252
THE
RELATIVITY PRINCIPLE
Doc. 47
ON
THE
RELATIVITY PRINCIPLE
AND
THE CONCLUSIONS
DRAWN
FROM
IT
by
A.
Einstein
[Jahrbuch
der Radioaktivität
und
Elektronik
4 (1907):
411462]
Newton's equations
of
motion
retain their
form
when
one
transforms
to
a
new
system
of coordinates that is in
uniform
translational
motion
relative
to
the
system
used
originally
according
to
the
equations
x'
=
x

vt
x'
=
y
z]
=
z
.
As
long
as one
believed
that all of physics
can
be
founded
on
Newton's
equations
of motion,
one
therefore could
not doubt
that the
laws
of
nature
are
the
same
without
regard to
which of
the coordinate
systems
moving
uniformly
(without
acceleration) relative
to
each
other
they
are
referred.
However,
this
independence
from the state
of
motion of
the
system
of
coordinates used,
which
we
will call "the
principle of
relativity,"
seemed
to have been
suddenly
called
into
question
by
the brilliant confirmations
of
H. A.
Lorentz's
electrodynamics
of
moving
bodies.1
That
theory
is built
on
the
presupposition
of
a
resting,
immovable,
luminiferous
ether;
its basic
equations
are
not
such
that
they
transform
to
equations of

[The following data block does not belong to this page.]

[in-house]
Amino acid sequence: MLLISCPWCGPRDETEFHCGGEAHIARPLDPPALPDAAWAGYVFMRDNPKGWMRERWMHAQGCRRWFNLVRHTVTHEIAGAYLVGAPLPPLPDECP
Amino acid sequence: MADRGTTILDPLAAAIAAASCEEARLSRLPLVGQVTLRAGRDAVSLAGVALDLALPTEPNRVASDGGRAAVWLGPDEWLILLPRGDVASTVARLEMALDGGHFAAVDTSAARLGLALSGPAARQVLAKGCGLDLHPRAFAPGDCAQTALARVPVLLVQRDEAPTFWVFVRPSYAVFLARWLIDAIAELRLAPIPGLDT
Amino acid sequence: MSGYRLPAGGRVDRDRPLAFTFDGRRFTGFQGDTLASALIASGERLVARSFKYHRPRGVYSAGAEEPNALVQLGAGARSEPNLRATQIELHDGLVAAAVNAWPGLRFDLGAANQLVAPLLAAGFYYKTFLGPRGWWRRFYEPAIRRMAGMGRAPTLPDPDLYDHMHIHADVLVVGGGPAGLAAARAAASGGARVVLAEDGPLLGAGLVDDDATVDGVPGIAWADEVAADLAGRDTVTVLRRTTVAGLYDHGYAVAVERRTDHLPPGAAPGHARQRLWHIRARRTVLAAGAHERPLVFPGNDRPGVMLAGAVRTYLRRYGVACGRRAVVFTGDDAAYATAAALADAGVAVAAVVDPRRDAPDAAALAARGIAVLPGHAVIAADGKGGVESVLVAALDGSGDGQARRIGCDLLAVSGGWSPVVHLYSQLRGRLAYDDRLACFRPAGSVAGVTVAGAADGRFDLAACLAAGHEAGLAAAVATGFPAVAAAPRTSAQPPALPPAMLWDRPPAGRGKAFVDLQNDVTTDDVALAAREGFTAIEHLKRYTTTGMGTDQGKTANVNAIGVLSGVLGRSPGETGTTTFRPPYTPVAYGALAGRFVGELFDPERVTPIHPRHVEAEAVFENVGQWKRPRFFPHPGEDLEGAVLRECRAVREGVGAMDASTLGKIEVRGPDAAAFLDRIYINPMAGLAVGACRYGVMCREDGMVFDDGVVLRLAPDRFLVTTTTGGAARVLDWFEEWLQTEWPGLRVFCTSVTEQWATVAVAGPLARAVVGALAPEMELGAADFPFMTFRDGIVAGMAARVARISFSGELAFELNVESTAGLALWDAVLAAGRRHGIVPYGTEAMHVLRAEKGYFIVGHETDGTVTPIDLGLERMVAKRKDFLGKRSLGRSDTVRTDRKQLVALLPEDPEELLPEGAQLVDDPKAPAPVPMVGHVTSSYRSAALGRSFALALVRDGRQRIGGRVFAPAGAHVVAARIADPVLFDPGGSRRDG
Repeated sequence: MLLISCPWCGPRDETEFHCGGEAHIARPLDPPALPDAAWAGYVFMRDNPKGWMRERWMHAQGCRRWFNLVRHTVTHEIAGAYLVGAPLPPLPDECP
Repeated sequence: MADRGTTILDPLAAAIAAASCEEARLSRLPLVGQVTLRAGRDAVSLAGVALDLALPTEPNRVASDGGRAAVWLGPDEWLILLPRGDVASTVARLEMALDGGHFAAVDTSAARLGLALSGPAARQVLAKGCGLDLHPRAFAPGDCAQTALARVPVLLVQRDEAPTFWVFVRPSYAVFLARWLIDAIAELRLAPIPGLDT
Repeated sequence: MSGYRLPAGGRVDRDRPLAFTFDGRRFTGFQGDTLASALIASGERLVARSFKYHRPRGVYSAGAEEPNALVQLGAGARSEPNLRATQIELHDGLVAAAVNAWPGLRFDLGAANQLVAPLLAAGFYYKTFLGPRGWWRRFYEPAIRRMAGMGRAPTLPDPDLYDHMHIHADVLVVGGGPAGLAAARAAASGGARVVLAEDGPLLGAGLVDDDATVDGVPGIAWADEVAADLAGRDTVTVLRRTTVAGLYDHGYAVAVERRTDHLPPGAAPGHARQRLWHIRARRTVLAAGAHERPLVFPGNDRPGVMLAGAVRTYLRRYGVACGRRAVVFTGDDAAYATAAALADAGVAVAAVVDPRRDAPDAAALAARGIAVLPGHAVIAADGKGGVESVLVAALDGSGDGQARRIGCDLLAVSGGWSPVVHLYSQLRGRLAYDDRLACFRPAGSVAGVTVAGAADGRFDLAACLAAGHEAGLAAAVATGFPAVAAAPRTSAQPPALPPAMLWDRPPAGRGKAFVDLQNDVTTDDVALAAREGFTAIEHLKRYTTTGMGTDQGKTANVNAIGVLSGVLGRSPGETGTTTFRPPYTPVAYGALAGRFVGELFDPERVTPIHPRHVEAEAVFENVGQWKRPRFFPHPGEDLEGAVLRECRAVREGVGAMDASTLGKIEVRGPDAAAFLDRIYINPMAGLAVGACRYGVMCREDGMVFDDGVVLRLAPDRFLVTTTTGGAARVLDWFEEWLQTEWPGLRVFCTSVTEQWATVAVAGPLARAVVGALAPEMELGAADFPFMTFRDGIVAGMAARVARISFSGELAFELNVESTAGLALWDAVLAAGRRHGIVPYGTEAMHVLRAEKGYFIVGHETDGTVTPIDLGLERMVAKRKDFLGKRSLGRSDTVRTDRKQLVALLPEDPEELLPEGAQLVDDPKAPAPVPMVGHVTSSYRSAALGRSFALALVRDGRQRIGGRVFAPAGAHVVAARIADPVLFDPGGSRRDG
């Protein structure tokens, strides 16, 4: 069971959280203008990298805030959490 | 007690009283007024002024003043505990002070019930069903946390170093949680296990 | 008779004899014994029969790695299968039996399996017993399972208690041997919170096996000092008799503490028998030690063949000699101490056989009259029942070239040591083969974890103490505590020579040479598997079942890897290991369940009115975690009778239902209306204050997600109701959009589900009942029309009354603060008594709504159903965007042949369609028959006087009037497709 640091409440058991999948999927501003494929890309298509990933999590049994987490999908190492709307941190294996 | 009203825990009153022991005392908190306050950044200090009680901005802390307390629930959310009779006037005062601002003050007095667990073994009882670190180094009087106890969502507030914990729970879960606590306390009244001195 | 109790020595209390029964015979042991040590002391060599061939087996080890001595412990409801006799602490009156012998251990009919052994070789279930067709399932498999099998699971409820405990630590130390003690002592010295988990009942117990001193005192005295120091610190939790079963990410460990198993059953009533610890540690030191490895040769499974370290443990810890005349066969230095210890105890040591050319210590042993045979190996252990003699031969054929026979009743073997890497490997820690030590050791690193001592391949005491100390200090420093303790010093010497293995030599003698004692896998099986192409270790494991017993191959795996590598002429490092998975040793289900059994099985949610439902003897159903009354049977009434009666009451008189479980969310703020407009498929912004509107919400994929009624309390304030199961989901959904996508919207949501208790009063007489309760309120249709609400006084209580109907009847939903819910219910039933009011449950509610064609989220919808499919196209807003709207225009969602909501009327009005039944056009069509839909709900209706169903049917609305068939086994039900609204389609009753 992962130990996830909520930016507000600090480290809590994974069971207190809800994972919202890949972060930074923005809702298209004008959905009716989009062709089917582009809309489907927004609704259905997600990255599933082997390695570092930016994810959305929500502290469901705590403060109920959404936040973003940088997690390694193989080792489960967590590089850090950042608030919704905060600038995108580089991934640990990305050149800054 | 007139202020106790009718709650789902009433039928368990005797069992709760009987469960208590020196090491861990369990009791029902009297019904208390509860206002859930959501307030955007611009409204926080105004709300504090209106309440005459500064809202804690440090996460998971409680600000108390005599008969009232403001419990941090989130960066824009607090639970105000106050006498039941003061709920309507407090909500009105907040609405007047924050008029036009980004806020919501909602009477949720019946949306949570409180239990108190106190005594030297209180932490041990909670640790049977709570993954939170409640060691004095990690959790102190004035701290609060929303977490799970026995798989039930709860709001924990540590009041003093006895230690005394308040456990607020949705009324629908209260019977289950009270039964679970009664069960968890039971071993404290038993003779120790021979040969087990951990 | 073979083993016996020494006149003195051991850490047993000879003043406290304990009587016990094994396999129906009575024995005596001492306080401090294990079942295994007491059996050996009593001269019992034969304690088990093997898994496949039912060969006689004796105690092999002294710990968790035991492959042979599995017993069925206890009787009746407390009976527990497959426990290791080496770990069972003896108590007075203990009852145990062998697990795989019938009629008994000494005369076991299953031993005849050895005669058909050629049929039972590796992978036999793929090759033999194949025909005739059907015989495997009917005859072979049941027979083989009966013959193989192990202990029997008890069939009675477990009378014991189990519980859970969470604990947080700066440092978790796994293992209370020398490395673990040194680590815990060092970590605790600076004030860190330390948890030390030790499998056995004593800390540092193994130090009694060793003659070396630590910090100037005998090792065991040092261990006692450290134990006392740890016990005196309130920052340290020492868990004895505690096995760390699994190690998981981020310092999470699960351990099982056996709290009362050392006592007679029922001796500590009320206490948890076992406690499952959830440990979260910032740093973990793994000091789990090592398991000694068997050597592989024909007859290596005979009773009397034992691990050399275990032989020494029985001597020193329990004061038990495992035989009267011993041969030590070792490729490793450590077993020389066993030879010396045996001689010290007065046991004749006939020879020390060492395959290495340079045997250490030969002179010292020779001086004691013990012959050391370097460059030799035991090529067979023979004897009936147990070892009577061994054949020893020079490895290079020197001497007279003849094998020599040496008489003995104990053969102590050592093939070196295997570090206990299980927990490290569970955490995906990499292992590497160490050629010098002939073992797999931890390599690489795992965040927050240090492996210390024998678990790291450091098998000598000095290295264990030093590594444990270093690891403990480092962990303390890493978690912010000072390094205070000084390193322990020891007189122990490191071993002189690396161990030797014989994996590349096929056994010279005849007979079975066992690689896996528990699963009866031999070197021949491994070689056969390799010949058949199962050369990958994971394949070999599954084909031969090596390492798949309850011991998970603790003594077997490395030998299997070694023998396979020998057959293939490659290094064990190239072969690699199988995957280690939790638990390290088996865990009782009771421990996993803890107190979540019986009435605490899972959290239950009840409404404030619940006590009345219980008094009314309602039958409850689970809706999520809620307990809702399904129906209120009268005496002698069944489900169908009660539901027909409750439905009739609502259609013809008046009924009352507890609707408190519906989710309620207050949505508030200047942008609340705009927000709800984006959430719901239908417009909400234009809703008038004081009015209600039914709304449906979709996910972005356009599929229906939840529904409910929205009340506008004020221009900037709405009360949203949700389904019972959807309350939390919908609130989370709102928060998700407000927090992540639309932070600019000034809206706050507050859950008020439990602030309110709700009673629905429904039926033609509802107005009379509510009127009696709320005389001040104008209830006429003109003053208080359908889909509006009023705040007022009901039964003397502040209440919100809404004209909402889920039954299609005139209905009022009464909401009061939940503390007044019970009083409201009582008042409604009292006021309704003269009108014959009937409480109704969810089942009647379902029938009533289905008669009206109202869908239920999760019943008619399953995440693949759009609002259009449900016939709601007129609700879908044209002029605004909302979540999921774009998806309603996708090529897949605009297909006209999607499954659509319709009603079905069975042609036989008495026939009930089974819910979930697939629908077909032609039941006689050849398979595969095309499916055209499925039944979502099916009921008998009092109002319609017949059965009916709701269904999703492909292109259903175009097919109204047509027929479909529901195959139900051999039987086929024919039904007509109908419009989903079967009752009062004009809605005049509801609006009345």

the
same
form
when
the
above
transformation
equations
are
applied.
After the
acceptance
of
that
theory,
one
had to expect
that
one
would
succeed in
demonstrating
an
effect
of
the terrestrial
motion
relative
to
the
luminiferous ether
on
optical
phenomena.
It is
true
that
in
the
study
cited
[2]
Lorentz
proved
that in optical
experiments,
as a
consequence
of
his basic
assumptions,
an
effect
of
that relative motion
on
the
ray
path
is
not to be
expected
as
long
as
the calculation
is limited
to terms
in which
the ratio
[1]
1H.
A.
Lorentz, Versuch einer Theorie
der elektrischen
und optischen
Erscheinungen
in
bewegten Körpern. [Attempt
at
a
theory
of
electric
and
optical
phenomena
in
moving
bodies]
Leiden, 1895. Reprinted
Leipzig,
1906.